In Iraq, roadside bombs targeting U.S. troops and their Iraqi allies have proven to be the most lethal weapon in the hands of attackers. VOA Correspondent Alisha Ryu spoke with members of a U.S. Army explosives disposal team in Baghdad about the difficulty of finding the roadside bombs before they explode.
Several dozen artillery shells and mortars from various countries are on display outside the base for the U.S. explosive ordnance disposal team, located in central Baghdad at what was once one of Saddam Hussein's old palaces.
Some of the shells and mortars are almost half a meter tall. Others are smaller. But team leader, Captain Larry Cousins, says the smaller ones are just as lethal if they are constructed in the right way.
Capt. Cousins says all the shells were used to make deadly roadside bombs.
"The vast majority of what we're seeing is military ordnance, projectiles, large caliber projectiles, and bulk explosives but it's Iraqi bulk explosives," he said. "It was bought by their military."
Capt. Cousins says the improvised explosive devices his team finds are usually simple in design, using mortar rounds or rocket-propelled grenades fitted with timers and set to explode at random.
Some are a bit more sophisticated, enabling them to be remotely detonated. Still, the disposal team here says it has so far never encountered a device its members could not safely defuse.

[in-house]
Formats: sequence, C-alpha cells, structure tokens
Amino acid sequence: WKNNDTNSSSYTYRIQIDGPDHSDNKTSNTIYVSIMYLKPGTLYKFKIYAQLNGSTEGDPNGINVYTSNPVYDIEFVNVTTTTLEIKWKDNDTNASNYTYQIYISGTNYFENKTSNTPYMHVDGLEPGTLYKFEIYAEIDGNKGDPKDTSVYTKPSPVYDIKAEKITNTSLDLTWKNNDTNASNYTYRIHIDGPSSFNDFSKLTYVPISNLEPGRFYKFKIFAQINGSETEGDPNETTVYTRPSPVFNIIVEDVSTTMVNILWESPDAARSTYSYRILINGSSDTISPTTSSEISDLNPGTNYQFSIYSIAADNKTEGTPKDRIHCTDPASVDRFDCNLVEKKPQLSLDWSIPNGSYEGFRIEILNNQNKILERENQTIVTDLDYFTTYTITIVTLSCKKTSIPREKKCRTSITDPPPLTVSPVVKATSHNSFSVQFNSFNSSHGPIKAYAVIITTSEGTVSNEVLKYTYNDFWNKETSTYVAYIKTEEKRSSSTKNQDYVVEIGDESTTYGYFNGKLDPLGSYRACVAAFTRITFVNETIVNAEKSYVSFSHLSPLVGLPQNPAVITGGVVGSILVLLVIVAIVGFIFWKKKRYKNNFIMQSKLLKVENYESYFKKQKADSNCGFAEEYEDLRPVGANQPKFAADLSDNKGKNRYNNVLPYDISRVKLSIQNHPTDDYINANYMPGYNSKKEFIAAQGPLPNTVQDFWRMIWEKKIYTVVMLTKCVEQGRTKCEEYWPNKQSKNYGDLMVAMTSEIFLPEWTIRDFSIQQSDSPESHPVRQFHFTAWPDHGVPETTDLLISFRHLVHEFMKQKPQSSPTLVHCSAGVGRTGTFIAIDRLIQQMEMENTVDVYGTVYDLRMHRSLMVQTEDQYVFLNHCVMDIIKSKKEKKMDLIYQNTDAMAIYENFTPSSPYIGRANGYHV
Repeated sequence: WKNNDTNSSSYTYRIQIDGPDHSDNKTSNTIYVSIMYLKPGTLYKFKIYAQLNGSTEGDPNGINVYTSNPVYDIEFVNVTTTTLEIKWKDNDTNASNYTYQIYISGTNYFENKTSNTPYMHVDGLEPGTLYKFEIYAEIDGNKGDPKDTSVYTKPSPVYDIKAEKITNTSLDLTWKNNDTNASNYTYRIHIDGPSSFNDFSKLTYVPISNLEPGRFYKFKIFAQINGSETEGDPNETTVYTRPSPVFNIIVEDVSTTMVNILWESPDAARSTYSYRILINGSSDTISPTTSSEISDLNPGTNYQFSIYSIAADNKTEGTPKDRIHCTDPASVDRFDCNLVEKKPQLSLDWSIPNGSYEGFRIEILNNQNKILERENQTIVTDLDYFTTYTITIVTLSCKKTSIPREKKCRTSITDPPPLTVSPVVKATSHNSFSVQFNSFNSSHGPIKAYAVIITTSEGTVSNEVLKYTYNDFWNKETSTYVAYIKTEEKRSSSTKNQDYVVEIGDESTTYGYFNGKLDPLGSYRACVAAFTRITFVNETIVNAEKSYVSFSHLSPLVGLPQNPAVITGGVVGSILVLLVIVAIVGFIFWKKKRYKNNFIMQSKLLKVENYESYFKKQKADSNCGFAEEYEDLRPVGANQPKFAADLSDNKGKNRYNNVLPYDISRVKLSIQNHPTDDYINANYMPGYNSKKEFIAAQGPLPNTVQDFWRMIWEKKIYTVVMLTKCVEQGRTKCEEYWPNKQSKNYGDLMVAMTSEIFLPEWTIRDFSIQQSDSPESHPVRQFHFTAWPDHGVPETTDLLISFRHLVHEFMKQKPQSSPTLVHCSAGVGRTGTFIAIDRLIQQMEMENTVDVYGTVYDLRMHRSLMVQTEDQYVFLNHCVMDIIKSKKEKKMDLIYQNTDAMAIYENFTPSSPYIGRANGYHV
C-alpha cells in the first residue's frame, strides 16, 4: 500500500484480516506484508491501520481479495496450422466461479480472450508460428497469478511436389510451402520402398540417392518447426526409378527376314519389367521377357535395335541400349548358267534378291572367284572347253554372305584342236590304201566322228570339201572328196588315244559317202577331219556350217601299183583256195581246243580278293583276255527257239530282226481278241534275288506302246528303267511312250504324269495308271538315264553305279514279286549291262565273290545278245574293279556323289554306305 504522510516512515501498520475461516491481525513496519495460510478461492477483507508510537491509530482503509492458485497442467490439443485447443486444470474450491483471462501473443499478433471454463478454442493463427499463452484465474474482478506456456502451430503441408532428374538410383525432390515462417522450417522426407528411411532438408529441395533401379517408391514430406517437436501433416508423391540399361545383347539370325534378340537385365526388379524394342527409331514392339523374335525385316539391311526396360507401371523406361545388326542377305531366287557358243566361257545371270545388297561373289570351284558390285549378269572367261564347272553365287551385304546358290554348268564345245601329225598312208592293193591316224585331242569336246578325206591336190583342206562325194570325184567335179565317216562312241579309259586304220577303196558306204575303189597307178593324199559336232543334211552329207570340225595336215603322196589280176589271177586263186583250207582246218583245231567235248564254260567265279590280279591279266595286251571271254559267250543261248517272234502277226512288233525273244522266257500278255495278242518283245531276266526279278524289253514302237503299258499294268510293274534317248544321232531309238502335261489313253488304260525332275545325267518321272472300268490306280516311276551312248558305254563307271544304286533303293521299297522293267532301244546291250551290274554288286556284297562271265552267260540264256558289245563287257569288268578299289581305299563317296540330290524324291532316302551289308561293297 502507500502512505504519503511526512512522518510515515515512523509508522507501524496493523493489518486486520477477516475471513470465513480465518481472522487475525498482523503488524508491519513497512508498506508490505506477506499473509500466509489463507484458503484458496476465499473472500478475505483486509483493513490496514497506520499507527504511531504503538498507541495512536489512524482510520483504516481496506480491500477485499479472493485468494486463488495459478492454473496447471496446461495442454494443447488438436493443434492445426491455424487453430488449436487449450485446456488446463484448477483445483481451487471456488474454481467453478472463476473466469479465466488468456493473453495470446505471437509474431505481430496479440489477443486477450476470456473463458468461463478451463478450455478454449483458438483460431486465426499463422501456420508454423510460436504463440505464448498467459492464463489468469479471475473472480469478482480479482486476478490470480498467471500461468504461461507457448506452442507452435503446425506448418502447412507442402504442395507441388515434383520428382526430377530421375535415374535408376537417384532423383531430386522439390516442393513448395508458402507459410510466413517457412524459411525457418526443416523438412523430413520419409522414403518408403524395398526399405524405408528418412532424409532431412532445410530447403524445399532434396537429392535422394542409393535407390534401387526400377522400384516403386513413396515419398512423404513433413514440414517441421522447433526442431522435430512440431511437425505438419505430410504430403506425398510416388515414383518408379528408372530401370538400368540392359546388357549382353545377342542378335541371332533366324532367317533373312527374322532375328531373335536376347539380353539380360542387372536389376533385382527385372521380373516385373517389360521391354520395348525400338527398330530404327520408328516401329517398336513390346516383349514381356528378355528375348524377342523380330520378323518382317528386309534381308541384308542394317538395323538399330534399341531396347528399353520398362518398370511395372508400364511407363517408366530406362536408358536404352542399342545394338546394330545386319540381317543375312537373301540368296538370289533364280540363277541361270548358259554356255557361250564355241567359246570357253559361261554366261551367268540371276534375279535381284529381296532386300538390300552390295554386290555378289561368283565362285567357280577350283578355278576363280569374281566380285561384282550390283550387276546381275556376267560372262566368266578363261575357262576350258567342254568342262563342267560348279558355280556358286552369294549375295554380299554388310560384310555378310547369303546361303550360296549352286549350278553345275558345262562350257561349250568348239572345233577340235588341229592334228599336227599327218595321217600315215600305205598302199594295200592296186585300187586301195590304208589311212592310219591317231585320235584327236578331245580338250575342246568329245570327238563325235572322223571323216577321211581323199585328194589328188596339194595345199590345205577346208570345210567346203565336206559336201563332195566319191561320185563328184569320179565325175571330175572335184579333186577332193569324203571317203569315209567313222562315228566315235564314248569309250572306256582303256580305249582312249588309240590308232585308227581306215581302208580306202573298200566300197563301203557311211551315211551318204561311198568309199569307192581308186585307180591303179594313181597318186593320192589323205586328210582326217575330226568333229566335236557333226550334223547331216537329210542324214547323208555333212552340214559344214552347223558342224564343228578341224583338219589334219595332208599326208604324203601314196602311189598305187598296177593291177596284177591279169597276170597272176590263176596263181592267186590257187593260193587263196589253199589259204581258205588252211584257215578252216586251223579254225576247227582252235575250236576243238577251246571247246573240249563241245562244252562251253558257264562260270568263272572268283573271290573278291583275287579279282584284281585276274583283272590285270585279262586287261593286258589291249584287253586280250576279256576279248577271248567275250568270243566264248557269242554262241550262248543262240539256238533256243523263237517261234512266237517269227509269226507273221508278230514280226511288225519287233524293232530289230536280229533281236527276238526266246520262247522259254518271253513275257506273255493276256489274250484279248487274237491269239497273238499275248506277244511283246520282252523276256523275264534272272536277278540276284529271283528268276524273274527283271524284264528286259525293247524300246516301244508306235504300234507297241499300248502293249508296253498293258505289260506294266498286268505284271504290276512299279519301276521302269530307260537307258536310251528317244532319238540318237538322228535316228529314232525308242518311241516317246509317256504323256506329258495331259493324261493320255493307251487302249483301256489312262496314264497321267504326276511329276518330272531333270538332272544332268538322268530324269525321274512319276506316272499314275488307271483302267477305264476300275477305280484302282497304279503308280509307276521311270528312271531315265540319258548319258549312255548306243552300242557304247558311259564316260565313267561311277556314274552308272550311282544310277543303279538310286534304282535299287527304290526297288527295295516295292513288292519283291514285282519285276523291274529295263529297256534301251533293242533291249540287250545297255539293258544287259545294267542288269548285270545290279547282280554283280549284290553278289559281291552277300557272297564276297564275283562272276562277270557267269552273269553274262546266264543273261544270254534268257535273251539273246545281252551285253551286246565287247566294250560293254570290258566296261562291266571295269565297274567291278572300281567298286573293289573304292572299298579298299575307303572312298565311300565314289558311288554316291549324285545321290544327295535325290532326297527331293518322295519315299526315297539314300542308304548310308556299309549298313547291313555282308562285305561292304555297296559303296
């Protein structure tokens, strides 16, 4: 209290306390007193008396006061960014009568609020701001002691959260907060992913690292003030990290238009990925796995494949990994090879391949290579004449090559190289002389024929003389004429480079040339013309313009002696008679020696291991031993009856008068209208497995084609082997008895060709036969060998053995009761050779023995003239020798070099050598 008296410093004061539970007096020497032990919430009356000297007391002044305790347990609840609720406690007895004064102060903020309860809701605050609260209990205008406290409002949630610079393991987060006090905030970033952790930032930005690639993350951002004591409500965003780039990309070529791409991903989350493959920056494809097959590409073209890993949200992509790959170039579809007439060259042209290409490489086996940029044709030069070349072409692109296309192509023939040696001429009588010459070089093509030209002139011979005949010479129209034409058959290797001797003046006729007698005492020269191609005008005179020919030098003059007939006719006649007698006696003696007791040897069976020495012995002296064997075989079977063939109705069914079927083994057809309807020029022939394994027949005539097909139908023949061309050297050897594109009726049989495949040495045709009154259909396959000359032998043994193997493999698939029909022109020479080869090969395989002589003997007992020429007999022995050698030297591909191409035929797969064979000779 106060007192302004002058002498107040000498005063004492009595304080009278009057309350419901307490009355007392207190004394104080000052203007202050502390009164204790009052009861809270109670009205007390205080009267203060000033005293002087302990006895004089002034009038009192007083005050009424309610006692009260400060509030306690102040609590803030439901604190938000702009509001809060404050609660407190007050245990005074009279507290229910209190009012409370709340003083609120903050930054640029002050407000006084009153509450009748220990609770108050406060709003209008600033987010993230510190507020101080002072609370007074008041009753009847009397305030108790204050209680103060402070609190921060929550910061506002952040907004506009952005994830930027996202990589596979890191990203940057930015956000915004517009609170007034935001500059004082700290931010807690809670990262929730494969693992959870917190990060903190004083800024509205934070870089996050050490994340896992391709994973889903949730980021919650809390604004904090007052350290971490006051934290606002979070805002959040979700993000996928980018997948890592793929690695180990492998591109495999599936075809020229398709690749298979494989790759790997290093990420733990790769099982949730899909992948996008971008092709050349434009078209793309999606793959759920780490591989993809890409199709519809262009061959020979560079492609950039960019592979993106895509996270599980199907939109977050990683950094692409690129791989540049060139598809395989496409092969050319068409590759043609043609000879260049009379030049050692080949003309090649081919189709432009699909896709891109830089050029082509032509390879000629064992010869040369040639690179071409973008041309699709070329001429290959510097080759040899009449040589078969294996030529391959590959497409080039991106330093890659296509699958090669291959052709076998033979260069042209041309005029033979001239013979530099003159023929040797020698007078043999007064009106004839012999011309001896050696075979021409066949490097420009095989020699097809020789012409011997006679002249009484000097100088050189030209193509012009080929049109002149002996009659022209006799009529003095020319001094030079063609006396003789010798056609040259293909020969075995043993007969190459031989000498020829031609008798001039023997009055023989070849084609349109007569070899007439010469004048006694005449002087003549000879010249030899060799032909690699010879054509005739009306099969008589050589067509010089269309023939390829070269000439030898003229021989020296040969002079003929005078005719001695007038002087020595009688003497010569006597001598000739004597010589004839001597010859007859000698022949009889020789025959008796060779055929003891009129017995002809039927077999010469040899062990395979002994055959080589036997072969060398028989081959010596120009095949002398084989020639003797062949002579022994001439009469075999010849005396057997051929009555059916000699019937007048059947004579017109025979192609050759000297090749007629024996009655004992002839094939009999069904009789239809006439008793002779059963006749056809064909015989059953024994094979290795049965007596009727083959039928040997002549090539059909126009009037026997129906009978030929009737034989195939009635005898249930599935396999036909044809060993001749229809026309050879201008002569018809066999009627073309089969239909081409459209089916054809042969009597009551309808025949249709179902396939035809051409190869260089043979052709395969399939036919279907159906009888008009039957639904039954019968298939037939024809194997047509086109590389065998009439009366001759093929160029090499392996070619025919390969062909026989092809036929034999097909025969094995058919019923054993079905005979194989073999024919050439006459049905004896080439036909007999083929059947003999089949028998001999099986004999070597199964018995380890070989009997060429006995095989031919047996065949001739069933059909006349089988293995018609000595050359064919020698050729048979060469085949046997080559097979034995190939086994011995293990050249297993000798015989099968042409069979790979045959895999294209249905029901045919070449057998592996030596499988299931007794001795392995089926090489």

But if the attackers lack high-technology, the U.S. military acknowledges they are extremely clever when it comes to hiding the bombs.
One method the attackers have used is to encase bombs in concrete to resemble ordinary rocks. Another method has been to hide an explosive device underneath a dead animal on the road.
Capt. Cousins says such tactics are frustrating the U.S. military's bomb squads, which he says successfully defuse many more bombs than are detonated against U.S. troops on any given day.
"Camouflage is a big issue. A device can be constructed so that you just can't see it," he said. "So, the way it's discovered is when a U.S. convoy drives by and it detonates."
Members of Capt. Cousins' team say the best way to reduce the number of deadly roadside bombings in Iraq would be to prevent Iraqi insurgents from obtaining the weapons they use to make the bombs.
But that may be far easier said than done. The U.S. military says it currently lacks the manpower to properly secure hundreds of former Iraqi military weapon depots scattered across the country.